Edward Snowden's Apparent Email Provider Goes Offline

"I wish that I could legally share with you the events that led to my decision. I cannot."
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(Reuters/Bobby Yip)

The secure email service said to be used by Edward Snowden has abruptly shut down.

"I have been forced to make a difficult decision: to become complicit in crimes against the American people or walk away from nearly ten years of hard work by shutting down Lavabit," Ladar Levison, the company's head, wrote in a letter posted on the site. "After significant soul searching, I have decided to suspend operations. I wish that I could legally share with you the events that led to my decision. I cannot."

Lavabit uses encryption to prevent emails from being read by anyone but the sender and intended recipient. Snowden was revealed to be using it when a representative from Human Rights Watch posted a message believed to be from Snowden along with an email address, edsnowden@lavabit.com.

It's not clear what prompted Lavabit to shut down. It had suspended service, supposedly for technical reasons, for some 24 hours before the announcement was posted, leading to a mix of consternation and annoyance among its users on Twitter.

Levison couldn't immediately be reached for comment. But from his letter, reproduced below, it's not too hard to speculate that he was asked by the US government to provide information from Lavabit's servers about one or more of its users:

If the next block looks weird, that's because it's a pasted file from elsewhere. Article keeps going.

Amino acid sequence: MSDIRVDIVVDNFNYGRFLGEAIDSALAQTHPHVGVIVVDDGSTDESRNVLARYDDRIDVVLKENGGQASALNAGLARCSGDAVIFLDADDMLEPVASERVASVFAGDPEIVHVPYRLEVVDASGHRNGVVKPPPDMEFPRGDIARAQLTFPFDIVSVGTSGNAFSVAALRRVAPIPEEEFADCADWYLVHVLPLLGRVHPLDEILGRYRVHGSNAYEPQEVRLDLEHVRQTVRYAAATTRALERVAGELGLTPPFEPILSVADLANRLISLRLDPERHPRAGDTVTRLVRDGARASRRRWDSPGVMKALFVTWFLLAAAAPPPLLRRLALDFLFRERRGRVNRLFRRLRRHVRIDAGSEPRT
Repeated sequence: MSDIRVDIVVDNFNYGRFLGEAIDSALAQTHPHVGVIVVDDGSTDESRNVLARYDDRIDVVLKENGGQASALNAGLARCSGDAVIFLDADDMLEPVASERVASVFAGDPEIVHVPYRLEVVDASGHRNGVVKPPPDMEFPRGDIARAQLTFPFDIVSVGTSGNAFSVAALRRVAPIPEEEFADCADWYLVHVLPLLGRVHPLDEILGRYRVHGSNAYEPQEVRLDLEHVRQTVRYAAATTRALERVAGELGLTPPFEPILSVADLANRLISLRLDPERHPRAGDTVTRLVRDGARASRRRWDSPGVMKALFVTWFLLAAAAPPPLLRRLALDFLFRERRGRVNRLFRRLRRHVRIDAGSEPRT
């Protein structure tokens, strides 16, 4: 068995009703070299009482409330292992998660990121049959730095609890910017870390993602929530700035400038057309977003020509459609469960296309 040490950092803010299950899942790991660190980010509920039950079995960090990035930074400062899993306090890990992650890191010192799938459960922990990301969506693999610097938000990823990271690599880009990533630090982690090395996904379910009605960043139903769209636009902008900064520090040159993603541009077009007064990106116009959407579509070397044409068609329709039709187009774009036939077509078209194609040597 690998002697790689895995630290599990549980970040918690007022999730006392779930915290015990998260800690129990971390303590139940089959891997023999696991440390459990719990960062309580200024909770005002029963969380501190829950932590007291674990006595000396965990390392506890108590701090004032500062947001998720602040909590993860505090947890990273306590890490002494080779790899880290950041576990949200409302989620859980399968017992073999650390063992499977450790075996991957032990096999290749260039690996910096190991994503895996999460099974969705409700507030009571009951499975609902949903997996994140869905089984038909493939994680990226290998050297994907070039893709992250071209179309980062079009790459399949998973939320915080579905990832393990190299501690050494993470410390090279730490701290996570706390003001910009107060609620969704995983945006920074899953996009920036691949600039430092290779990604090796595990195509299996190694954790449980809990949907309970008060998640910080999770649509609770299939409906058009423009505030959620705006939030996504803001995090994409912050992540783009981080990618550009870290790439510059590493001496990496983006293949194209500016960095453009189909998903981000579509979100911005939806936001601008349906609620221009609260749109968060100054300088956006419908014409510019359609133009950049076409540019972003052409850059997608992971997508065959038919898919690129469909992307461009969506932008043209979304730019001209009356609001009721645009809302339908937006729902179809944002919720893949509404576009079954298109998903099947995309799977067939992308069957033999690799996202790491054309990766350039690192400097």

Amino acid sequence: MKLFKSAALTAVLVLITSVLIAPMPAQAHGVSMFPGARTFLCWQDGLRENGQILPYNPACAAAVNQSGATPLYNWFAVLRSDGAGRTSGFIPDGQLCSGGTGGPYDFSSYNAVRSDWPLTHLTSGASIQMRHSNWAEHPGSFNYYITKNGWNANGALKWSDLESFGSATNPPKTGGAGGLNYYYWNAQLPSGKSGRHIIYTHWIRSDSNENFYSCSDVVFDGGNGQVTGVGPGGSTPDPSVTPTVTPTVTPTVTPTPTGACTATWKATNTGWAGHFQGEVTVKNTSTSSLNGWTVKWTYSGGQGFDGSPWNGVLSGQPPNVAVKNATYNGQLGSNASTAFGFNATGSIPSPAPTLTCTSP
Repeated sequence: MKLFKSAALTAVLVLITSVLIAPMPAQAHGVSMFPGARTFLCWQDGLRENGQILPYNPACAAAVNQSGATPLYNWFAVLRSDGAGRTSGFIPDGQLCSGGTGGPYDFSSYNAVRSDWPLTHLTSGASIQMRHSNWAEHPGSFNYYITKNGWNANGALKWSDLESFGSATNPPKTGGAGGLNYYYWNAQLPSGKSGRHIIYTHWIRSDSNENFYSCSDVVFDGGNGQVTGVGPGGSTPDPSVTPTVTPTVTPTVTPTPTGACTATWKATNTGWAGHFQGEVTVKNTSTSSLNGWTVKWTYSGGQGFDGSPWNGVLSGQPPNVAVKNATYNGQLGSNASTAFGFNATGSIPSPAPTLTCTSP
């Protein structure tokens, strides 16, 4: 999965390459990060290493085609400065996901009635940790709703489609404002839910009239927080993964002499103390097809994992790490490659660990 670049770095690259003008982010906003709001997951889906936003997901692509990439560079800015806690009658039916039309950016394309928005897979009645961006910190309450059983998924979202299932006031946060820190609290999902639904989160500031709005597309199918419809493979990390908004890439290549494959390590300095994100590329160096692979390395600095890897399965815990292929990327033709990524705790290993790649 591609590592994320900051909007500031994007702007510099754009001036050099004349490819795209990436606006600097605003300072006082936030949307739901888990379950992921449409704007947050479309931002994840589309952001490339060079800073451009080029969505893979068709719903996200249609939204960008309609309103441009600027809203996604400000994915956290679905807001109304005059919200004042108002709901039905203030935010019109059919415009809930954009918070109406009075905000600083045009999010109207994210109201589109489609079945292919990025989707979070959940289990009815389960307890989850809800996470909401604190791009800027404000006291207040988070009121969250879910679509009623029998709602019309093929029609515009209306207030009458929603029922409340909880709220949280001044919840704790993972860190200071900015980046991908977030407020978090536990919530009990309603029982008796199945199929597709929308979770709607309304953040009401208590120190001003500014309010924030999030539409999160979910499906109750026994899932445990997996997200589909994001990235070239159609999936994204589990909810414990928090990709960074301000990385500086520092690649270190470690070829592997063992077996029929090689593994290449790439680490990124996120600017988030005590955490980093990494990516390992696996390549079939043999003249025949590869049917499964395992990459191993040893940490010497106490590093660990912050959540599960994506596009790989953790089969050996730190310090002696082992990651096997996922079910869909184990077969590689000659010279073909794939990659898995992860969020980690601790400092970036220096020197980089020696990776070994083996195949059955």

My Fellow Users,

I have been forced to make a difficult decision: to become complicit in crimes against the American people or walk away from nearly ten years of hard work by shutting down Lavabit. After significant soul searching, I have decided to suspend operations. I wish that I could legally share with you the events that led to my decision. I cannot. I feel you deserve to know what's going on-the first amendment is supposed to guarantee me the freedom to speak out in situations like this. Unfortunately, Congress has passed laws that say otherwise. As things currently stand, I cannot share my experiences over the last six weeks, even though I have twice made the appropriate requests.

What's going to happen now? We've already started preparing the paperwork needed to continue to fight for the Constitution in the Fourth Circuit Court of Appeals. A favorable decision would allow me resurrect Lavabit as an American company.

This experience has taught me one very important lesson: without congressional action or a strong judicial precedent, I would strongly recommend against anyone trusting their private data to a company with physical ties to the United States.

Sincerely,
Ladar Levison
Owner and Operator, Lavabit LLC

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Zachary M. Seward is a senior editor at Quartz. He previously worked at The Wall Street Journal and Harvard's Nieman Journalism Lab. He teaches digital journalism at NYU.

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